Style: Sour Beer / Kombucha
There are a surprising number of kombucha beer hybrids out there now for a style that hardly anyone is aware of — many craft beer drinkers I speak to have never even tried kombucha itself. But given the sudden popularity of sour beer, it makes perfect sense that brewers are seizing upon the overlap between these two delightful beverages. Brewers like New York's Beyond Kombucha are pioneering tasty, malt-free, lambic-like creations, while others are actually blending lambic and kombucha together together. As a new concept — with half a dozen different ways to go about it — brewers have only begun establishing the mold for this fledgling style. The potential is there, and it is exciting.
Meanwhile, out in Michigan, they're already getting weird with it. Not content to do something so unique as a mere kombucha / beer blend, this "Kombucha Pale Ale" is double hopped, aged in bourbon barrels, and blended with juniper berries and a touch of grapefruit. Clearly no one has warned Unity Vibration against doing too much at once — K.P.A. sounds wild enough to put Dogfish Head to shame. Almost more bizarre than that description is the fact that this hybrid brew is actually really good, a perfect marriage of flavors showing not-a-sign of its seemingly over-complicated recipe. Tasty, balanced, and totally coherent, this is work as both a kombucha and a beer, and even better as a hybrid of both.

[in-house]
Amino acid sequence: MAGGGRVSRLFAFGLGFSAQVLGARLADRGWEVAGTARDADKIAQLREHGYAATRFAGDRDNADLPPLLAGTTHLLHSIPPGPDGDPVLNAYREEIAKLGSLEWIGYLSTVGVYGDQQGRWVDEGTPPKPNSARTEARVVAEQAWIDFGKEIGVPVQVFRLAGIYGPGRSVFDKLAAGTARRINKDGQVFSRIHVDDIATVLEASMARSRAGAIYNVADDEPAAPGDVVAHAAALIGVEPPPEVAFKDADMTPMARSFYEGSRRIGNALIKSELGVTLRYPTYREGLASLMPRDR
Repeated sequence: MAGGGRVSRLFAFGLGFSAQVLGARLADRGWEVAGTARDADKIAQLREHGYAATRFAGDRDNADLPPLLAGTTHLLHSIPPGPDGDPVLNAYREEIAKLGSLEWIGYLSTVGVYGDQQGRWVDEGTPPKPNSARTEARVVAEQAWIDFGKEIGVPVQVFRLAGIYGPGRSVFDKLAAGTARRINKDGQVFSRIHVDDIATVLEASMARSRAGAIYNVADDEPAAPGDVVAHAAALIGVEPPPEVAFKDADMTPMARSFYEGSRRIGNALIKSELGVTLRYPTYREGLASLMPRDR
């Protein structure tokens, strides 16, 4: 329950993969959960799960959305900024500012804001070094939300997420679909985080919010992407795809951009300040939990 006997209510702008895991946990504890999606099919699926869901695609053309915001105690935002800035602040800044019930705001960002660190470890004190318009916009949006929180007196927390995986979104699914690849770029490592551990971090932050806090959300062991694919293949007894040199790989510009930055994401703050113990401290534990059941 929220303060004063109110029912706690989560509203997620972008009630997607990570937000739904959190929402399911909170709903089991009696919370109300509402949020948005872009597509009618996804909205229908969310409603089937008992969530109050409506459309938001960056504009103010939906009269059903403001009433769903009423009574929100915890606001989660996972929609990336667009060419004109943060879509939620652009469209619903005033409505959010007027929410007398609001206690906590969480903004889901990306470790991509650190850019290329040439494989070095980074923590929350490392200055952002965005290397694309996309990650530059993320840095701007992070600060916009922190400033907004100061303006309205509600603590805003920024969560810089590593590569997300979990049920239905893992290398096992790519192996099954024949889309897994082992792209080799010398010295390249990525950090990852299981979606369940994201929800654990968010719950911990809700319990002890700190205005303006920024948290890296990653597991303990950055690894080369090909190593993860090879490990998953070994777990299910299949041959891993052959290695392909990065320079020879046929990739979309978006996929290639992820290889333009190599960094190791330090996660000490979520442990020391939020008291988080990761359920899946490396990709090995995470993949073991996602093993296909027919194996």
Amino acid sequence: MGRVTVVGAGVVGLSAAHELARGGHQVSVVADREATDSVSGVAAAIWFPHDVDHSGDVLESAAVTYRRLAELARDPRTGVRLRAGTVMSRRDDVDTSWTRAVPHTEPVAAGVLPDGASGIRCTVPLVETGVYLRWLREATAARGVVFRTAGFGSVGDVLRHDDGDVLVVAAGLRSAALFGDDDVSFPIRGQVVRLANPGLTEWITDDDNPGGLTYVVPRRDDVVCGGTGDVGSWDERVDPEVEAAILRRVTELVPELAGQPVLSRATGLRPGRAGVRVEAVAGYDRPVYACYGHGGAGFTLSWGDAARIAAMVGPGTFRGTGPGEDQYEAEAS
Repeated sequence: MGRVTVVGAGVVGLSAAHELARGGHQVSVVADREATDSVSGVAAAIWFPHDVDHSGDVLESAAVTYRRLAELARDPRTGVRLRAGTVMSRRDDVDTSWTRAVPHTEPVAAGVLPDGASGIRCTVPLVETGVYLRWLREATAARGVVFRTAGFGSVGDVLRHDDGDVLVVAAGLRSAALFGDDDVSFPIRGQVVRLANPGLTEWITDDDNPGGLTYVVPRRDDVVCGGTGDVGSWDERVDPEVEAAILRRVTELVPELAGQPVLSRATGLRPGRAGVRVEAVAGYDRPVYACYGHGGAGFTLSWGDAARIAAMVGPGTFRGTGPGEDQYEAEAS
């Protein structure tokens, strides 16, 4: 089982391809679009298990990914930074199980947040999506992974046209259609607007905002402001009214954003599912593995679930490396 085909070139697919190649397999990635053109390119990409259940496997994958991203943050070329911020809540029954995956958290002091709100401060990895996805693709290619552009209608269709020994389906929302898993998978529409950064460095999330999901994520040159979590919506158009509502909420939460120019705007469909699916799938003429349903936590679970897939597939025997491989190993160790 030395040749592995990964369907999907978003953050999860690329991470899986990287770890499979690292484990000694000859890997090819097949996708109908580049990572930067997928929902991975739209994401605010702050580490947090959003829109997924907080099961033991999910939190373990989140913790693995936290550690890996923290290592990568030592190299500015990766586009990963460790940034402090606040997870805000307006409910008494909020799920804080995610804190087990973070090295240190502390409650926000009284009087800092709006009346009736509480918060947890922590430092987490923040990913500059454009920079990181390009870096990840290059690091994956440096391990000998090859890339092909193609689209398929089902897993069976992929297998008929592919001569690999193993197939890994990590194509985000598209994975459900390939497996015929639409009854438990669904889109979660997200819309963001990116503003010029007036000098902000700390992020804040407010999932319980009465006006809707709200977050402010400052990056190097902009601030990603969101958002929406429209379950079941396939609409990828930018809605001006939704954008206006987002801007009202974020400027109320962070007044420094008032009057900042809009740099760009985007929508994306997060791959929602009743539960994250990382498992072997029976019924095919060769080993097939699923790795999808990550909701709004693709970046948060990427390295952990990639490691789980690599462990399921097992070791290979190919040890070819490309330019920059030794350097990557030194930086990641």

The nose is floral and fruity, and while I can't parse out much hop aroma, there's a creamy oaky sweetness that leaves no doubt as to whether this was barrel aged. In the taste, this is even sweeter — surprisingly so for a kombucha-based beverage — with more of that creamy, oaky character, and subtle vanilla. Both hops and juniper hit as a bit of sharp spice, adding a distinct bite and bitterness that immediately sets this apart from any other kombucha I've had before. Carbonation is high, head retention is low, and K.P.A. is decently full bodied for both a kombucha and a sour beer. Sourness is relatively mild, more of a tartness, but the addictive kind that's best matched with high carbonation. The contrast between sweet and sour and creamy and dry gives this a really beautiful balance. Using both hops and juniper still seems kind of redundant to me, but the herbal bitterness is a nice background contrast to all the other rich, strong flavors playing off each other.
While the sourness is understandably not as complex as that of a great sour beer, it's unique enough to justify K.P.A.'s existence, and tasty enough to ensure that it disappears rapidly from my glass. Mr. Wizard up there isn't messing around. Too bad I had to drive to Maine to buy this bottle — if Unity Vibration were in New York, I would absolutely pick this up again soon.
Availability: 16 ounce bottle.